The Atelier is one of three Cinefondation initiatives aimed at spotlighting and accelerating the careers of up-and-coming cineastes. Since 1998, the Cinefondation has organized a selection of film school works that are presented to a jury of five filmmakers and actors, who award a prize to the best three. Launched in 2000, the Cinefondation Residence du Festival welcomes 12 filmmakers per year and arranges mentoring for the writing and production of their features.
The Festival launched L’Atelier in 2005 in order to assist directors with financing and completion of their projects.For its fourth edition, the Atelier of the Cinefondation selected 15 projects from 14 countries. The selection 2008 brings together directors who have already directed one or several features and present the project of their future films such as Ilmar Raag, Benedek Fliegauf, Lee Isaac Chung, Oleg Novkovic, or Lou Ye; as well as young directors whose short films have been noted in many festivals, such as Ruben Mendoza, Nadav Lapid, Arvin Chen, Phan Dang Di, or Abdi Ismael Jama.
Alongside the producer(s) of their films, each director will meet in Cannes from May 16th to May 23rd film industry professionals during the course of meetings that are presently being organized.
Australia – Cure For Serpents by Ben Hackworth (2nd feature film)
China – Bitch by Lou Ye (6th feature film)
Colombia – The Stoplight Society by Ruben Mendoza (1st feature film)
Estonia – One More Croissant by Ilmar Raag (2nd feature film)
USA – Here by Braden King (1st feature film)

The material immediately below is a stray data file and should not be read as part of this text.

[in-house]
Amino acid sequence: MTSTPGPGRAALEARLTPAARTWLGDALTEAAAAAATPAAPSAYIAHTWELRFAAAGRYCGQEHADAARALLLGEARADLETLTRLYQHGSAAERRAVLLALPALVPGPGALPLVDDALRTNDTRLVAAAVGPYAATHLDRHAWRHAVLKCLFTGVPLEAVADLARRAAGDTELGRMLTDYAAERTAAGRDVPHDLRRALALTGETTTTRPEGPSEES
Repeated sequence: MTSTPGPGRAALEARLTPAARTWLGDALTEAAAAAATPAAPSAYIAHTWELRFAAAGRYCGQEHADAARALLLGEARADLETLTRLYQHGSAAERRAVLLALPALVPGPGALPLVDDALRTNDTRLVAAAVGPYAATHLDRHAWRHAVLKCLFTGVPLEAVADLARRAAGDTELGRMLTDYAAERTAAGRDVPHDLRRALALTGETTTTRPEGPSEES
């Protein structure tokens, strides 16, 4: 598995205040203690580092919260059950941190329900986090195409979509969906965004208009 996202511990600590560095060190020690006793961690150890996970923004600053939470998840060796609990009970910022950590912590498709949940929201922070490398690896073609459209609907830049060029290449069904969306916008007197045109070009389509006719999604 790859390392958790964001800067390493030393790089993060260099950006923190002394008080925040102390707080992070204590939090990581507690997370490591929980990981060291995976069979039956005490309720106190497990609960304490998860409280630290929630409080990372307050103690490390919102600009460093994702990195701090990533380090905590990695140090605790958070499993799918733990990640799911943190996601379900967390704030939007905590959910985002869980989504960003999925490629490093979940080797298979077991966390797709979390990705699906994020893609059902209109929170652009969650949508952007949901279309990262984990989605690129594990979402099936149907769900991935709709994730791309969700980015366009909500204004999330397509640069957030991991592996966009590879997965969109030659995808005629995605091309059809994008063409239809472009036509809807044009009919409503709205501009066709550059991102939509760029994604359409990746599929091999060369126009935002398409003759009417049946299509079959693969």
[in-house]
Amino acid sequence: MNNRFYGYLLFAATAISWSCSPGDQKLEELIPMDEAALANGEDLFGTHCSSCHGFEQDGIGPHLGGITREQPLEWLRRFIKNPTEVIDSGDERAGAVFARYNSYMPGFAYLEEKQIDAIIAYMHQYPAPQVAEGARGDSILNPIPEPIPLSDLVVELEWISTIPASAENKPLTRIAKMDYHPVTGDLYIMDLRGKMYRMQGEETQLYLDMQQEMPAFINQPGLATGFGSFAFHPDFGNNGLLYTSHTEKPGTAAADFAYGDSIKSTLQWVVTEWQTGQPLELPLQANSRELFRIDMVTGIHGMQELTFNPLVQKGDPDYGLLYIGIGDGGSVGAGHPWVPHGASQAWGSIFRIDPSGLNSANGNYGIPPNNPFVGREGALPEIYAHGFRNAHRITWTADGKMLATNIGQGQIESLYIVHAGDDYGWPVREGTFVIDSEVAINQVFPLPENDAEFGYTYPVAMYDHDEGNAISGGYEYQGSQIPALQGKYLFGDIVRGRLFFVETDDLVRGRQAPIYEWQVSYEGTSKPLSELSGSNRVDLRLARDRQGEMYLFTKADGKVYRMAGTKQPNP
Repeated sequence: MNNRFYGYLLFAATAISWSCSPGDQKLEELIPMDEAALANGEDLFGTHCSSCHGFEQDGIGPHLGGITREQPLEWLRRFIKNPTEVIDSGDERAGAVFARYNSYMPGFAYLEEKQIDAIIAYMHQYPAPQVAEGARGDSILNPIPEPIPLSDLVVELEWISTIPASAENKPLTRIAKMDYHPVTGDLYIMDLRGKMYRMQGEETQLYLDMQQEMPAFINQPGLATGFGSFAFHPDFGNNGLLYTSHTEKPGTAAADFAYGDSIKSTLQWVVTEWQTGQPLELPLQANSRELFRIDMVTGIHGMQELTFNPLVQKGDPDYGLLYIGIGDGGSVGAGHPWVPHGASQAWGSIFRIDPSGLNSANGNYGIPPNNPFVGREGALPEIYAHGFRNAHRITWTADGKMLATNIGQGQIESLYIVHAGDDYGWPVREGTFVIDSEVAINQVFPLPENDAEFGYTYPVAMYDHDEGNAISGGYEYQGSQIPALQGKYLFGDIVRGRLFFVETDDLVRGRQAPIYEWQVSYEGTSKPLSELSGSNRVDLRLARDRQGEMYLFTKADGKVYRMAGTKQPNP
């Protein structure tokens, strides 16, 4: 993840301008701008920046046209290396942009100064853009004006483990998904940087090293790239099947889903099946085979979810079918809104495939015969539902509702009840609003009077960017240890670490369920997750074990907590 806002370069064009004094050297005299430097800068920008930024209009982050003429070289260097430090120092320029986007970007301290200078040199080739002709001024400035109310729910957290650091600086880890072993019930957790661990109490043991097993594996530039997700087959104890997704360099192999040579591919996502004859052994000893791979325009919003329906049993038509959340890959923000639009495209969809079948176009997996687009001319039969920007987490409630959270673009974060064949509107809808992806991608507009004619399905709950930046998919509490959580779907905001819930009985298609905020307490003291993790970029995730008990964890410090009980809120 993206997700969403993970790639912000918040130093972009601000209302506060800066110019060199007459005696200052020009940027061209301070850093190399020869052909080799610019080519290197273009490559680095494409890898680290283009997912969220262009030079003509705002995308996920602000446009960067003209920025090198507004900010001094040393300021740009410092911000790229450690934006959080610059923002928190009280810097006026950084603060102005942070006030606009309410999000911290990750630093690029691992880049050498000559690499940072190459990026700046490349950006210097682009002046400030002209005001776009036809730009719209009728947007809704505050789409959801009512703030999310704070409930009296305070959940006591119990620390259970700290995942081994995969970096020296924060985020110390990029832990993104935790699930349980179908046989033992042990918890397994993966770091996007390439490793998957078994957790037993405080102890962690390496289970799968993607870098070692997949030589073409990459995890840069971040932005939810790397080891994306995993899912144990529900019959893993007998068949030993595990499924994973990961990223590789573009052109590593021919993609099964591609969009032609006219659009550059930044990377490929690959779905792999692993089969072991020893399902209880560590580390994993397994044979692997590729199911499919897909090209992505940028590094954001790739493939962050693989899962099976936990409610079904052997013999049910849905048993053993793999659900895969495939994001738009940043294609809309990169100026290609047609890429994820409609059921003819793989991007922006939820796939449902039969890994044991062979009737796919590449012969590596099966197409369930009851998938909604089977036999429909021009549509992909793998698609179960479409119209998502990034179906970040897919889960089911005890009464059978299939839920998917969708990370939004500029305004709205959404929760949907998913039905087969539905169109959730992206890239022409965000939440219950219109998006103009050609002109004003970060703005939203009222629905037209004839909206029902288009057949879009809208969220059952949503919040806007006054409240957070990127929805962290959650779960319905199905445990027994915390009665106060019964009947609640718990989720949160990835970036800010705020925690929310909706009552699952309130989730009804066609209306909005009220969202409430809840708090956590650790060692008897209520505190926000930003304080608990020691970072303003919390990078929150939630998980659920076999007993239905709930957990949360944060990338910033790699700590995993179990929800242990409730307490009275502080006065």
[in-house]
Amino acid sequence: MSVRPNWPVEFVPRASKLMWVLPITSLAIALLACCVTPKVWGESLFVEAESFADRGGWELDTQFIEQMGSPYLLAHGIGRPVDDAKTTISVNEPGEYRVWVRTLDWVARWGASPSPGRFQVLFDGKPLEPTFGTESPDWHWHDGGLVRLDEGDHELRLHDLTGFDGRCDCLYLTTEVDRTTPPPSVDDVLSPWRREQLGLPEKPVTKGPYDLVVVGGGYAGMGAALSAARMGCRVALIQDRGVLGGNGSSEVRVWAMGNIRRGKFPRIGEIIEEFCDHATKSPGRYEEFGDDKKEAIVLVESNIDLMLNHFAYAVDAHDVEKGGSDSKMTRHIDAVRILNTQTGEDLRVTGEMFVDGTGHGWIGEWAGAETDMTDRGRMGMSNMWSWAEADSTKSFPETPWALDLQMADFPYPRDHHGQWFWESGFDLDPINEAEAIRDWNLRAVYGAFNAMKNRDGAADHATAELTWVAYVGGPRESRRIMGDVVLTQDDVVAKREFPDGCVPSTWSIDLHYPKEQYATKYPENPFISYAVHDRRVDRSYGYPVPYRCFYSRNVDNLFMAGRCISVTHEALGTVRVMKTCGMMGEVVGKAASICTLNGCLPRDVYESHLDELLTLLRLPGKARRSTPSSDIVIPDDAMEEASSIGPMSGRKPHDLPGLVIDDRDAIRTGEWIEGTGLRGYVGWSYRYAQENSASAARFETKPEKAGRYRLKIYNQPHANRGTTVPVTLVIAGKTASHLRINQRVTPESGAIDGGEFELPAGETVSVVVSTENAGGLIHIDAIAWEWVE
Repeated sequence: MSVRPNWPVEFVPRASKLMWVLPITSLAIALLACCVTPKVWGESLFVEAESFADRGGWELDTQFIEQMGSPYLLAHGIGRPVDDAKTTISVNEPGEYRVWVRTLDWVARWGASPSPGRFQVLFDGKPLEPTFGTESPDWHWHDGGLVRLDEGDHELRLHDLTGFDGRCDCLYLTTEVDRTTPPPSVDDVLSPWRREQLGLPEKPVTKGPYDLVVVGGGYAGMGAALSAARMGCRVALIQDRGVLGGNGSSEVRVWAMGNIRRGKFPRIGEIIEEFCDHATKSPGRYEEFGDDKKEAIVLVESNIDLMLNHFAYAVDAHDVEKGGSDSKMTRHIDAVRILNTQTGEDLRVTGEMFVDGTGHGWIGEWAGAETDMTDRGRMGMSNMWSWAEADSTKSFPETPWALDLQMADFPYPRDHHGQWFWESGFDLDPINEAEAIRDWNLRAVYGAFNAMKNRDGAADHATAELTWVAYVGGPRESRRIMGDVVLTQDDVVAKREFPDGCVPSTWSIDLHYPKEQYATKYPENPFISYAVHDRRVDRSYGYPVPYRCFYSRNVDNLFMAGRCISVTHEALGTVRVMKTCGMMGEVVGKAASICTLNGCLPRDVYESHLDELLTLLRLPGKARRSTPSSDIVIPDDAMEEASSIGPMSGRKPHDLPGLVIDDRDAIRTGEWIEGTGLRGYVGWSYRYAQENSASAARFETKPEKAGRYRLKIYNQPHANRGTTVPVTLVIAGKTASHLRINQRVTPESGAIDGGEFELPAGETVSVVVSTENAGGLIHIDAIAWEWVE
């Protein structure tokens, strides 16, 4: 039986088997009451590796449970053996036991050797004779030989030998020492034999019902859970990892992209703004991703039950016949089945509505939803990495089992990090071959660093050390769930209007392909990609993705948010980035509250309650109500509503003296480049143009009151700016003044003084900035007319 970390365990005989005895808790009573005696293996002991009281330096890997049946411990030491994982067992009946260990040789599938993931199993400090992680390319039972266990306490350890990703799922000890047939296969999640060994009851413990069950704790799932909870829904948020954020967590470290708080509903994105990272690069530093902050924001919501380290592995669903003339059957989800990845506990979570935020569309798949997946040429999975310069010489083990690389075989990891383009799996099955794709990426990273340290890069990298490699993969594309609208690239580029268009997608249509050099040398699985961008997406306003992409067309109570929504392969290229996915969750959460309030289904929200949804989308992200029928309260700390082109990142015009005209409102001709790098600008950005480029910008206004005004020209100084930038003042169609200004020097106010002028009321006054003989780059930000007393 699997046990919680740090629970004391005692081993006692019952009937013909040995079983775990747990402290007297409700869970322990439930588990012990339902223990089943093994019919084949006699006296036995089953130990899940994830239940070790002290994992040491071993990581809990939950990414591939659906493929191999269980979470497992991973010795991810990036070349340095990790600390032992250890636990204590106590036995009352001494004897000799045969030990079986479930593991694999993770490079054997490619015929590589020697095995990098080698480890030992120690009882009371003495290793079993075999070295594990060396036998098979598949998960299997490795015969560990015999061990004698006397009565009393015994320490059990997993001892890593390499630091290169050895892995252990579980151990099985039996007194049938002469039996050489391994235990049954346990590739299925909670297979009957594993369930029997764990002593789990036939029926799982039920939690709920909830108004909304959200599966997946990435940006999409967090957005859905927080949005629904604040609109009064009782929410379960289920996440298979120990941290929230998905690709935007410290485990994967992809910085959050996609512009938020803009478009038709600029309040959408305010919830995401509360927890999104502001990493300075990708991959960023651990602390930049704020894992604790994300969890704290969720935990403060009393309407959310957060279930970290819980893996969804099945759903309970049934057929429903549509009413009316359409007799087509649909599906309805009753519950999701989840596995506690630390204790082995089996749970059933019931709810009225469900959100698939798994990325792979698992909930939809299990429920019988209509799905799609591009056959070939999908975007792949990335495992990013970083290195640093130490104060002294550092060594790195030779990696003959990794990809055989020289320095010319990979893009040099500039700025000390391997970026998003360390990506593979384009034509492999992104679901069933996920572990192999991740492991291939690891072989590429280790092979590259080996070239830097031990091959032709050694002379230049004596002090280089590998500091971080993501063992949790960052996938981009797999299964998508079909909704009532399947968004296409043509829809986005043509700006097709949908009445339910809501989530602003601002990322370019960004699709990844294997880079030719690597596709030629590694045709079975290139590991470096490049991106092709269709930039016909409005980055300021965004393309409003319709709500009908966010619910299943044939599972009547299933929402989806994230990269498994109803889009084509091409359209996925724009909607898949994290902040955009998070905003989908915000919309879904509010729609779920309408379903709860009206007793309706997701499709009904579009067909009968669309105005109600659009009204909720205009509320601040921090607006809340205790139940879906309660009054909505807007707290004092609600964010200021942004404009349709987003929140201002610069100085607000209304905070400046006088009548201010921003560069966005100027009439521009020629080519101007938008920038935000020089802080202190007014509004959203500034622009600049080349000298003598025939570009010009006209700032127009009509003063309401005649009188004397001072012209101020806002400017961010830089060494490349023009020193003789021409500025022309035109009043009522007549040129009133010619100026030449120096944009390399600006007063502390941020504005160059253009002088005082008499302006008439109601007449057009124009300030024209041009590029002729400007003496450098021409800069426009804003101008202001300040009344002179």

USA – Lucky Life by Lee Isaac Chung (2nd feature film)
France – Qu’un seul tienne, et les autres suivront by Léa Fehner (1st feature film)
Hungary – Womb by Benedek Fliegauf (3rd feature film)
Israel – The Policeman by Nadav Lapid (1st feature film)
Romania – First of all, Felicia bby Razvan Radulescu & Melissa De Raaf (1st feature film)
Serbia – White, White World by Oleg Novkovic (4th feature film)
Somalia – Queleh by Abdi Ismael Jama (1st feature film)
Taiwan / USA – First page Taipei by Arvin Chen (1st feature film)
Uruguay – Punta del Este by Juan Pittaluga (2nd feature film)
Vietnam – Bi, don’t be afraid by Phan Dang Di (1st feature film)
Lou Ye’s “Bitch,” Oleg Novkovic’s “White, White World” and Benedek Fliegauf’s “Womb” are among 15 projects from 14 countries selected for the Cannes Film Festival’s fourth Atelier pic focus.
The directors and producers of the pics will be invited to the May fest to meet producers and buyers who can further financing or distribution of the projects.
Lou broke through to fame with “Suzhou River.” “Bitch,” his sixth feature, is an adaptation of a Chinese novel about a love affair between a Chinese university student studying in Paris and a Frenchman. It will shoot in Paris.”White, White World,” the fourth feature from Serbia’s Novkovic, chronicles a love story in a no-future mining town.
“Womb,” from Fliegauf, one of Hungary’s top young directors, is his follow-up to “Milky Way,” which won the Golden Leopard last year at Locarno.
Other projects centering on social issues include “The Stoplight Society,” from Colombia’s Ruben Mendoza; Israeli Nadav Lapid’s “The Policeman”; love-cum-persecution drama “Queleh,” from Somalia’s Abdi Ismael Jama; and “Punta del Este,” about the rich-poor divide, from Uruguay’s Juan Pittaluga. Ilmar Raag comes to Cannes with “One More Croissant,” which centers on the relationship between an old woman and her young Estonian immigrant caregiver. Raag won a special mention with his debut, “The Class,” for the East of West award at the Karlovy Vary fest.
The Atelier selection also includes Australian Ben Hackworth’s “Cure for Serpents”; two U.S. projects, “Here,” from Braden King, and Lee Isaac Chung’s second feature, “Lucky Life”; “First of All, Felicia,” a directorial two-hander from Romania’s Razvan Radulescu and Melissa De Raaf; “Qu’un seul tienne, et les autres suivront,” from France’s Lea Fehner; Arvin Chen’s Taiwan/U.S. project “First Page Tapei”; and “Bi, Don’t Be Afraid,” from Vietnam’s Phan Dang Di.
Atelier projects have a high rate of success in pulling down completion financing.
According to Cinefondation director Georges Goldenstern, 60% of projects presented last year are completed and the rest are in pre-production.